Roland hails from Millington, was elected to the commission as a GOP firebrand, and can still comport himself that way, depending on the issue. But he has made an obvious effort to mute his partisanship and work across party lines. He led the effort to put the commission on record as supporting Governor Bill Haslam's Insure Tennessee proposal, and the successful resolution to rename the Shelby County Courthose for the late civil rights icon D'Army Bailey was proposed by Roland.
• Meanwhile, on the Wednesday agenda of the commission's general government committee is the still simmering issue of the Nathan Bedford Forrest statue and Forrest graves in what was formerly Forrest Park (Health Sciences Park).
Again before the commission is a resolution sponsored by Commissioner Walter Bailey that would put the commission on record as supporting the Memphis City Council's ordinance to remove the statue, which was due for a second reading at this week's council meeting. The commission's resolution supporting the council's intent was deferred from the committee's July 22nd meeting.
Any action by the commission would be purely symbolic, inasmuch as only the council has authority regarding disposition of the statue. But whatever the commission does would definitely have an effect on public opinion during what is expected to be a lengthy course of litigation over the issue.
The city council's sentiment has so far remained unanimous for removal, but indications are that reservations by suburban members of the county commission could make for controversy.
The commission's budget committee is likely to get into something of a thicket, too. Budget chair Heidi Shafer wants the commission to take up the issue of establishing a staff or hiring an individual to perform for the commission the same kind of independent vetting service over financial matters that the Congressional Budget Office does for members of Congress.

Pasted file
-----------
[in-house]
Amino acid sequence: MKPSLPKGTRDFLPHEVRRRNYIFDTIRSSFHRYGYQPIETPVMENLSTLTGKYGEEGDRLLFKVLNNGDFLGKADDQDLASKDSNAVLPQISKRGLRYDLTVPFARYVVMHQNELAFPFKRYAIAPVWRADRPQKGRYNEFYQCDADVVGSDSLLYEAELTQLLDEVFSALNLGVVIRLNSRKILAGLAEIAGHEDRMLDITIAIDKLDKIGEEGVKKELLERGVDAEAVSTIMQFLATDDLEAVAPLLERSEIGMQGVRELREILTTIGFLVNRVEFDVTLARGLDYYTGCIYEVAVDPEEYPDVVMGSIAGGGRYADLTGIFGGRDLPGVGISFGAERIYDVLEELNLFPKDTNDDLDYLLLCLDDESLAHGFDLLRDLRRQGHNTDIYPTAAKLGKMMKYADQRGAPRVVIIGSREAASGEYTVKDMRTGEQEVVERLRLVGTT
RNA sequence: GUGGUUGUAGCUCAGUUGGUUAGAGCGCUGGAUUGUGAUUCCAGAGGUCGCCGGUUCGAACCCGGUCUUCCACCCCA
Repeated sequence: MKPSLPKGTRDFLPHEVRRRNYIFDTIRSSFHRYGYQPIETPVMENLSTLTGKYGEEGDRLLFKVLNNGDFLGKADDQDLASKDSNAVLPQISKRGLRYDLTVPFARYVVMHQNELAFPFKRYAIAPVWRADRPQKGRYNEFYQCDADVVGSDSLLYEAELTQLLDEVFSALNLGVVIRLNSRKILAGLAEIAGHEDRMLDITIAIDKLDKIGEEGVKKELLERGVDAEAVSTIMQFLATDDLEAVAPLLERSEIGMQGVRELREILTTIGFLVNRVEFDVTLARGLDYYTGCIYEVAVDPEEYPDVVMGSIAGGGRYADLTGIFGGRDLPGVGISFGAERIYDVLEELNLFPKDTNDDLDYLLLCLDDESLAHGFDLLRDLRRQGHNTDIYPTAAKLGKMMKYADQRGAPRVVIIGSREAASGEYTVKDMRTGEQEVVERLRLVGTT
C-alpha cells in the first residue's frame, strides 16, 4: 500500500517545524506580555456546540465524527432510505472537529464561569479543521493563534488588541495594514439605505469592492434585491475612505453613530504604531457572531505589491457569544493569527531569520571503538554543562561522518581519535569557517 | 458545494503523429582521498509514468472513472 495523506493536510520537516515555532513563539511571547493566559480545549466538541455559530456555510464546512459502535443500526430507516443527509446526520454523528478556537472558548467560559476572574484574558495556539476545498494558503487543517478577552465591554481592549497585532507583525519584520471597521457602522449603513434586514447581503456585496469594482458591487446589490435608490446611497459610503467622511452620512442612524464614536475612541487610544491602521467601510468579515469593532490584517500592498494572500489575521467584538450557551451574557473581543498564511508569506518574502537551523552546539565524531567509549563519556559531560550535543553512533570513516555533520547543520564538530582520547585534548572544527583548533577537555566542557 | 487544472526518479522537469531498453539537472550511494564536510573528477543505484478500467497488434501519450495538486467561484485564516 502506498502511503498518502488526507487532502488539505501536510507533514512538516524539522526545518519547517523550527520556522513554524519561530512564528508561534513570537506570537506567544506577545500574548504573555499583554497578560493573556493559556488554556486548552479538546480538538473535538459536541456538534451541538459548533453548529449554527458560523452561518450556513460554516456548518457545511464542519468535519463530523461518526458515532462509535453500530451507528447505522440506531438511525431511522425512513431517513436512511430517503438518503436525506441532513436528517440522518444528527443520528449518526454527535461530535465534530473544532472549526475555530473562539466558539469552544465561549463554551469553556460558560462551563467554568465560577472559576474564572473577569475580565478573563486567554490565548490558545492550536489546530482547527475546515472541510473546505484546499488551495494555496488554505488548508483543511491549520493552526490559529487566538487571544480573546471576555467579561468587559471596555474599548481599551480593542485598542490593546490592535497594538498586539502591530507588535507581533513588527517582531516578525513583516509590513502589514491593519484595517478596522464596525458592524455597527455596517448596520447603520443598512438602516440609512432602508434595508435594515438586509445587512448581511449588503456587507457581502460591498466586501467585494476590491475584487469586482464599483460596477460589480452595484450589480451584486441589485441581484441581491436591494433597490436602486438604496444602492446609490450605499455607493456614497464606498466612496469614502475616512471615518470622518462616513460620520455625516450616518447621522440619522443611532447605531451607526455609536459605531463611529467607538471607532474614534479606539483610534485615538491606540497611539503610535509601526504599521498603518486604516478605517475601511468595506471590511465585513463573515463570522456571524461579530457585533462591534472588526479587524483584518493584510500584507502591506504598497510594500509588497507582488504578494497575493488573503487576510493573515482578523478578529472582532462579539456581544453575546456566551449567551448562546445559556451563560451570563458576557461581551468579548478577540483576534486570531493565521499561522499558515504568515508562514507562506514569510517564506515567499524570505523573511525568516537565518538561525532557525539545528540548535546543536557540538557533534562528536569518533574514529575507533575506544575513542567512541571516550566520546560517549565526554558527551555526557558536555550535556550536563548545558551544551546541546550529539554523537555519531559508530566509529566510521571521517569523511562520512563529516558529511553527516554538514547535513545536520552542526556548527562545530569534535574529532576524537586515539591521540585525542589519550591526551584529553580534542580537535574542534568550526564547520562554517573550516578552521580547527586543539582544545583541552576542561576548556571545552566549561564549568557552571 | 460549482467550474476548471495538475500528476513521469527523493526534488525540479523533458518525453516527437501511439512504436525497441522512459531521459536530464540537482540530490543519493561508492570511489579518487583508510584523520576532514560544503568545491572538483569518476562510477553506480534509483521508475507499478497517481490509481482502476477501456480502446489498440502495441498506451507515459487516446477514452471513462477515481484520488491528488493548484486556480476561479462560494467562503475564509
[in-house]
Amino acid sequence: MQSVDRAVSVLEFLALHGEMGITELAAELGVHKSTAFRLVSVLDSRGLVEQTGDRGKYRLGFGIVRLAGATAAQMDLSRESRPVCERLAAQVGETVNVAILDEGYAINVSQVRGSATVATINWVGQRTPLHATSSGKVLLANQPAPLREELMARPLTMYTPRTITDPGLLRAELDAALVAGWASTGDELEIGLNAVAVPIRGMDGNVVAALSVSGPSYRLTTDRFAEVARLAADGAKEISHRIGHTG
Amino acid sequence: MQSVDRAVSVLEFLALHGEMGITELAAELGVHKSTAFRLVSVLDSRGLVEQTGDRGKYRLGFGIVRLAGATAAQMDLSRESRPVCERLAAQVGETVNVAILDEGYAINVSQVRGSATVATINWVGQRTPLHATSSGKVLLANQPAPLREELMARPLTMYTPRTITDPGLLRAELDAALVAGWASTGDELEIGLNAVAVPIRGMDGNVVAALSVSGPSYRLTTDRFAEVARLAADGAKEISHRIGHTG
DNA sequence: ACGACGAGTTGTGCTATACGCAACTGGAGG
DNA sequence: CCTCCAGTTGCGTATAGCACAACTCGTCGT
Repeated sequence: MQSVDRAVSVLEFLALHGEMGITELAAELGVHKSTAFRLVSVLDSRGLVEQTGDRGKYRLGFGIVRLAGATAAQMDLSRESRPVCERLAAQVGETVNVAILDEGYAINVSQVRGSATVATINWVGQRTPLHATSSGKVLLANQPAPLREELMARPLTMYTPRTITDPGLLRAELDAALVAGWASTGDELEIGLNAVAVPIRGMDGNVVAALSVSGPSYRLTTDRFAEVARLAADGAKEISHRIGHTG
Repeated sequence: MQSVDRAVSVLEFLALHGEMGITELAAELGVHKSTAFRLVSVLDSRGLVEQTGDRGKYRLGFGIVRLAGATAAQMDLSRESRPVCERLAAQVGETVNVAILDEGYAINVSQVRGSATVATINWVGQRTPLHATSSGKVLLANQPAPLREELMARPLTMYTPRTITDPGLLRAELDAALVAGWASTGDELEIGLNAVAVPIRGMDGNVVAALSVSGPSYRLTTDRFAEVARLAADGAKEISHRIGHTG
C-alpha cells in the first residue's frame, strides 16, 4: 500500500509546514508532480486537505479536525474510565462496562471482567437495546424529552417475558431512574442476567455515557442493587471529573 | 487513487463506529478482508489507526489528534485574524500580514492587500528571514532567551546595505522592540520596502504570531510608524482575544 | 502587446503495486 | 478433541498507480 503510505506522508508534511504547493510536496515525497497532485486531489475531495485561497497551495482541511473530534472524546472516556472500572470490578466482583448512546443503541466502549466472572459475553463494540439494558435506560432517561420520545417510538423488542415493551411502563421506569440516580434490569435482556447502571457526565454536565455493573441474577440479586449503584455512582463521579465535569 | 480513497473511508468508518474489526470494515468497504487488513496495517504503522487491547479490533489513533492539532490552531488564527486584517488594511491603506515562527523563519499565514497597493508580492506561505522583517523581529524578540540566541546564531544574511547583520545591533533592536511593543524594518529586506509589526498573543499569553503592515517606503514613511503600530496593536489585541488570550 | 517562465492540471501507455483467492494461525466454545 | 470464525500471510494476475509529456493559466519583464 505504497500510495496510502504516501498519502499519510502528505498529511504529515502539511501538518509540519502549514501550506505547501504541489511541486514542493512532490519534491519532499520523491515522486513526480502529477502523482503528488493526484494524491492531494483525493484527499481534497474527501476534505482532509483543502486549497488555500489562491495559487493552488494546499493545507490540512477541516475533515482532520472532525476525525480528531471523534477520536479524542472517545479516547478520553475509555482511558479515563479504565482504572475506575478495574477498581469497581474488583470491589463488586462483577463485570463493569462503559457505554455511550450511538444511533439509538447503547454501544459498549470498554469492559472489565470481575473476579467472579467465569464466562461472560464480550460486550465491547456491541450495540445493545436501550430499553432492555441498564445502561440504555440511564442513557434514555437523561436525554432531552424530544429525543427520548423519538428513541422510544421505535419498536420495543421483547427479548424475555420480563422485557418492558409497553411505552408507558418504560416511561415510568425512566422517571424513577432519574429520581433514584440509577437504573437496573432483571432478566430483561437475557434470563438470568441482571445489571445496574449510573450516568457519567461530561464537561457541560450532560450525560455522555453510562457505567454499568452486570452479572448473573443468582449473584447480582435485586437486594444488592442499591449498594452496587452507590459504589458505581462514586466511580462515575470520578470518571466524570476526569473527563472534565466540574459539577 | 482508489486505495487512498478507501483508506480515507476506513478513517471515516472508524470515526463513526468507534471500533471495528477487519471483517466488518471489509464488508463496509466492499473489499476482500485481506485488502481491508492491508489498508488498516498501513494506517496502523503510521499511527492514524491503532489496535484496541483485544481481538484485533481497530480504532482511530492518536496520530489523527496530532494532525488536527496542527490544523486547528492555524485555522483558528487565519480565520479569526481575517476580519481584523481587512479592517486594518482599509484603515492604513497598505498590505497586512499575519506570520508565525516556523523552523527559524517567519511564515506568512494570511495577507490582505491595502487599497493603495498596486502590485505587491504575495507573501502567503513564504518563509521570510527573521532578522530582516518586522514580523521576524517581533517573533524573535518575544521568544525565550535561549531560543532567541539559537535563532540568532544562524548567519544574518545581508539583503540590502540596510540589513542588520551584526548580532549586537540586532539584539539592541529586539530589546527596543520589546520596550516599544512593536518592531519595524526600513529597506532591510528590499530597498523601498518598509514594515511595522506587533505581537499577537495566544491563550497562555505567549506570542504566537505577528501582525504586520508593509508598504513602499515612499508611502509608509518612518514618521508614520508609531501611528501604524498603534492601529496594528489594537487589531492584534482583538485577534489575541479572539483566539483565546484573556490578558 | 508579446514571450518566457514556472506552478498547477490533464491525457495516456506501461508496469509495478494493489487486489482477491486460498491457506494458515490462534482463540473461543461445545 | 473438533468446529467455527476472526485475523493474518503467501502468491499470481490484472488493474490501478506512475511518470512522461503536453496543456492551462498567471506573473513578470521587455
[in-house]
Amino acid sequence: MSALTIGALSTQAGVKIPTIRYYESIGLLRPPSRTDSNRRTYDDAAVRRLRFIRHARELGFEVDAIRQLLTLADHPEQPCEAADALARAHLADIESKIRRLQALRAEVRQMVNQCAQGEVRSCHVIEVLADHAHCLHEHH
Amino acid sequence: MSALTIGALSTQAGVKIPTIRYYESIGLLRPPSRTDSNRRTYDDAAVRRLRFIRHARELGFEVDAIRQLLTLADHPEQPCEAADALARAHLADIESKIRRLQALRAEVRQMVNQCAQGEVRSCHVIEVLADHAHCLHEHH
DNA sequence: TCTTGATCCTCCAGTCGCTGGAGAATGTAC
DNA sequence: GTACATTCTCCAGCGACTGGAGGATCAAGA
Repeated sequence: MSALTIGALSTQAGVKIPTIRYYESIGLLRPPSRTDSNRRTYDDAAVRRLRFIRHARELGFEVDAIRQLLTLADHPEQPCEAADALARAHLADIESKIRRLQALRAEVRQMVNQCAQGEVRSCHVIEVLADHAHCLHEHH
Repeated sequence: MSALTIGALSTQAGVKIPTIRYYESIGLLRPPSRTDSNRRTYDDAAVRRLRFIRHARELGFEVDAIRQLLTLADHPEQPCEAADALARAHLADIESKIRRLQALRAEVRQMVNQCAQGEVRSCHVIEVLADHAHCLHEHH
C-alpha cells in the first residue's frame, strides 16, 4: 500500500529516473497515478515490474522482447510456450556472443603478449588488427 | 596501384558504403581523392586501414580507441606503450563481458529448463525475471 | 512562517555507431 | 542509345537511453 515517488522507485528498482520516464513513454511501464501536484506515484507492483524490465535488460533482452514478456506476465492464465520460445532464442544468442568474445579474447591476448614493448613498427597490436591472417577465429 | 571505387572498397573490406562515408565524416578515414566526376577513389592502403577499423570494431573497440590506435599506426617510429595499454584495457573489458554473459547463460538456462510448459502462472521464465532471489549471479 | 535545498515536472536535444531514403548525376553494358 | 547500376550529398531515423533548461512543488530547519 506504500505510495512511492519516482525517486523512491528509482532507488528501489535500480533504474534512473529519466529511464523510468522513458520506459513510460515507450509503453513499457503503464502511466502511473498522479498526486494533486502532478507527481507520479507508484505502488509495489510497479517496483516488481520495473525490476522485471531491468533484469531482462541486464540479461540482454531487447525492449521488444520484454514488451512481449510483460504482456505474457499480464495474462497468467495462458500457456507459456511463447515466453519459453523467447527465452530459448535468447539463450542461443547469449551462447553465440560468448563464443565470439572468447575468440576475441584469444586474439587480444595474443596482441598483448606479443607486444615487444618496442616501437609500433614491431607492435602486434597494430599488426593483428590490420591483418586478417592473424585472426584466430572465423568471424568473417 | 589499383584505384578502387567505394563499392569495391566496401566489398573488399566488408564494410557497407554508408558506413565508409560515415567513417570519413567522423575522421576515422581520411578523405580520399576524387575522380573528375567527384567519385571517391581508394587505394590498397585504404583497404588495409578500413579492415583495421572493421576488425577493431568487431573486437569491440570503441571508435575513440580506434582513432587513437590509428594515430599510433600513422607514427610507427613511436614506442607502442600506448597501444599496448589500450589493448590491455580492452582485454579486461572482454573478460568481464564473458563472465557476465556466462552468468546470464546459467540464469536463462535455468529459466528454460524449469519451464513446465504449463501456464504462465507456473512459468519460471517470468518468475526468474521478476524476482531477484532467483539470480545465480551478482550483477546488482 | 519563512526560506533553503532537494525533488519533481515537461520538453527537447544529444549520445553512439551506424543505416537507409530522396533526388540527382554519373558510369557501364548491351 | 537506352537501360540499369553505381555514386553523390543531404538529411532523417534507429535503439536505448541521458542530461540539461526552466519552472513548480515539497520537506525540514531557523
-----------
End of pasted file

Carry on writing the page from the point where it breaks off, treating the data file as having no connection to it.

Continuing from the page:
Shafer and other members of the commission, on both sides of the party line, were plainly vexed by seemingly disparate accountings issued by the administration of Mayor Mark Luttrell and County Trustee David Lenoir, respectively, on the actual amount of an end-of-fiscal-year surplus.
There is a strong and bipartisan sentiment on the commission to assert the body's independence vis-à-vis the administration, as was also indicated recently by the commission's open exploration of the prospect of hiring its own attorney, at least for ad hoc matters.
• It was neither the most surprising action nor the most momentous one of the 2015 Memphis election season, but the joint endorsement of Councilman Harold Collins' mayoral campaign on Monday by the Memphis Fire Fighters Association and an independent firefighters' group was another sign of an apparent recent surge of support for Collins.
The councilman from Whitehaven was fairly universally judged to have acquitted himself well in a four-way mayoral forum last week put on by several local women's groups at First Congregational Church.
And, though Collins' financial receipts still lag behind those of Mayor A C Wharton and Councilman Jim Strickland, they have been significant enough to suggest the possibility that talk of a two-man mayoral race between Wharton and Strickland may have been overdone — or, at any rate, premature.
The opening by Mayor Wharton on Sunday of a Whitehaven-based headquarters on Elvis Presley Boulevard, to complement another headquarters on Poplar Avenue (to be inaugurated this coming Sunday), is a clear indication that the mayor has a two-front war on his hands.